The world had taken a breath of relief after a frustrating covid-19 era by fighting its different variants and to some extent defeating them, but suddenly, news came from the African region cautioning the world about the existence of the deadly virus
Nearly two years into the Covid-19 pandemic, the world is racing to contain a new coronavirus variant potentially more dangerous than the one that has fuelled relentless waves of infection on nearly every continent.
A World Health Organisation (WHO) panel named the variant “Omicron” and classified it as a highly transmissible virus of concern, the same category that includes the predominant Delta variant, which is still a scourge driving higher cases of sickness and death in Europe and parts of the United States.
“Though Covid-19 cases have been declining in most countries of our Region, the surge in cases elsewhere in the world and confirmation of a new Variant of Concern is a reminder of the persisting risk and the need for us to continue to do our best to protect against the virus and prevent its spread. At no cost should we let our guards down,” said Dr Poonam Khetrapal Singh, Regional Director, WHO South-East Asia Region.
Different countries including India, Japan, Israel, Turkey, Switzerland, and the United Arab Emirates also toughened travel curbs. South Africa complained Saturday that it is being “punished” for detecting a new Covid-19 variant Omicron which the World Health Organization has termed a “variant of concern” and is more transmissible than the dominant Delta strain.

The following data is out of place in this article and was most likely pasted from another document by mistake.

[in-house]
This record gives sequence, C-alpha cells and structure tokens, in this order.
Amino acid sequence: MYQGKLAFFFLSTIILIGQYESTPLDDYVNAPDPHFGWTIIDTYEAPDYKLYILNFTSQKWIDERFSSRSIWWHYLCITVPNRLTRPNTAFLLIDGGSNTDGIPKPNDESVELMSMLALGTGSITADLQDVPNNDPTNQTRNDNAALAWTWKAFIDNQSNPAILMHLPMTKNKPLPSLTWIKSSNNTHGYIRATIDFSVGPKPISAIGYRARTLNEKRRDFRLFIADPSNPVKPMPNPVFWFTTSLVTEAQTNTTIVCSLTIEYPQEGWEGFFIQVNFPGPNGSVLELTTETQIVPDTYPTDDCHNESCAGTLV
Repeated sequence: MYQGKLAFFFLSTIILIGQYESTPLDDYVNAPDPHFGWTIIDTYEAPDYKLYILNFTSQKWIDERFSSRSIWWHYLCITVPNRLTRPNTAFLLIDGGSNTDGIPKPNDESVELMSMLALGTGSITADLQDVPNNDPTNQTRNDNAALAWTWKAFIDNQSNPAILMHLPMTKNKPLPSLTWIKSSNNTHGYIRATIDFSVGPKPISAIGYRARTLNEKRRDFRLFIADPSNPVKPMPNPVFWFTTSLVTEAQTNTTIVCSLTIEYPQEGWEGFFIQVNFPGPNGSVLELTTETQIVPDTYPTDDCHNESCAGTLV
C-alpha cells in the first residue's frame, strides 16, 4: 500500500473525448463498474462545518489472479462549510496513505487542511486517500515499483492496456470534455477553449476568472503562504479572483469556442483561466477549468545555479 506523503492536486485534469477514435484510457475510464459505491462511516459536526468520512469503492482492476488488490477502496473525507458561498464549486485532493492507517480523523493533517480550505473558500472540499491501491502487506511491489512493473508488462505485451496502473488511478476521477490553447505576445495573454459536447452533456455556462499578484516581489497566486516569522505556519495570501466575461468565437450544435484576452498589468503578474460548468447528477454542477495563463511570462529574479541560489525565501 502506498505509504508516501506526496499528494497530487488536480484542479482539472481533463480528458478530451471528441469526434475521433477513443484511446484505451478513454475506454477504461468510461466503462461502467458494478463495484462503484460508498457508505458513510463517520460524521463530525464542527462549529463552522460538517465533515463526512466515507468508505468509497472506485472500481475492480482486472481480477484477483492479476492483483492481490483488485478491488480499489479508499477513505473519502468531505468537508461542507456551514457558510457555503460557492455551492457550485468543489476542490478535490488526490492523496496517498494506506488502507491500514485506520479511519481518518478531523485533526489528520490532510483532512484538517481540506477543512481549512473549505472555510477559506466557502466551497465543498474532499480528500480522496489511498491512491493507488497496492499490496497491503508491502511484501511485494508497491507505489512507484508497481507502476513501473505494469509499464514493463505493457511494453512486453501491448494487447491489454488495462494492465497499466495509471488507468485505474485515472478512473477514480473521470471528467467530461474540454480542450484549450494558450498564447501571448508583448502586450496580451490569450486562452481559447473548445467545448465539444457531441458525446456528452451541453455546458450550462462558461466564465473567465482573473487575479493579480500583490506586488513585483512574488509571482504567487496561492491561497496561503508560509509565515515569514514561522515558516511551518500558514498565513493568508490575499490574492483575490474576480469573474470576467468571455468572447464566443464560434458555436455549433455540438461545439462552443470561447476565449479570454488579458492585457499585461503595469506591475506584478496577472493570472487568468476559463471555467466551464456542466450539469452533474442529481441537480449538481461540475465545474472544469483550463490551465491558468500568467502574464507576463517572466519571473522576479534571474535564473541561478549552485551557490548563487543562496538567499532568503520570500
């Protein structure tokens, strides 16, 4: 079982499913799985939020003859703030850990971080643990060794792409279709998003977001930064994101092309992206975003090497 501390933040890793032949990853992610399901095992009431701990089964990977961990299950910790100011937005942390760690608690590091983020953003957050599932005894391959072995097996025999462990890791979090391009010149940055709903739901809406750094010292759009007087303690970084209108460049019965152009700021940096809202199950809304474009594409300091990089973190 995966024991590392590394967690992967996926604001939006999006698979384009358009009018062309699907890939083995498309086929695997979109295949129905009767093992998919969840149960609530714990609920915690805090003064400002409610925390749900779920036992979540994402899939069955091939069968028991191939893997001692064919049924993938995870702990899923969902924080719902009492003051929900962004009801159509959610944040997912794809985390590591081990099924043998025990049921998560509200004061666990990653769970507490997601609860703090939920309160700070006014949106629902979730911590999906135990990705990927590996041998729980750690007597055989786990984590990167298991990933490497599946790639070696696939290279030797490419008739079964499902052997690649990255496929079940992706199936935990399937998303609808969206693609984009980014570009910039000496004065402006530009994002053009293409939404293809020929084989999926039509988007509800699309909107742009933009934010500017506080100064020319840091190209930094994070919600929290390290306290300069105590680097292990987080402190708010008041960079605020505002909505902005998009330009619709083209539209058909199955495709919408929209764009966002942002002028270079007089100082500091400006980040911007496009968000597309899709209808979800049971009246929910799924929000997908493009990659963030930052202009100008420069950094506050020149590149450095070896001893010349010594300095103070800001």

The decision by a number of countries around the world to ban flights from southern Africa following the discovery of the variant “is akin to punishing South Africa for its advanced genomic sequencing and the ability to detect new variants quicker,” the foreign affairs ministry said in a statement.
“Excellent science should be applauded and not punished,” it said.
Now the situation of the covid-19 is in front of us and we are all aware of the threats it poses to our lives and the well-being of our societies. The WHO has reinforced the same practices to be followed to fight this new variant. The most important thing people must do is reduce their risk of exposure to the virus – wear a mask and wear it properly covering nose and mouth; keep distance; avoid poorly ventilated or crowded spaces; keep hands clean; cover cough and sneeze, and get vaccinated, the WHO statement read.
Pakistan has been a successful country to deal with this pandemic. Thanks to the policies of the incumbent government which have to save the health as well as the economic difficulties of the nation. Now again, to fight this new variant our preparation must be more vigilant than the previous and those who haven’t been vaccinated must take it as a national responsibility and vaccinate their selves. This is the only way we can defeat this new variant as well.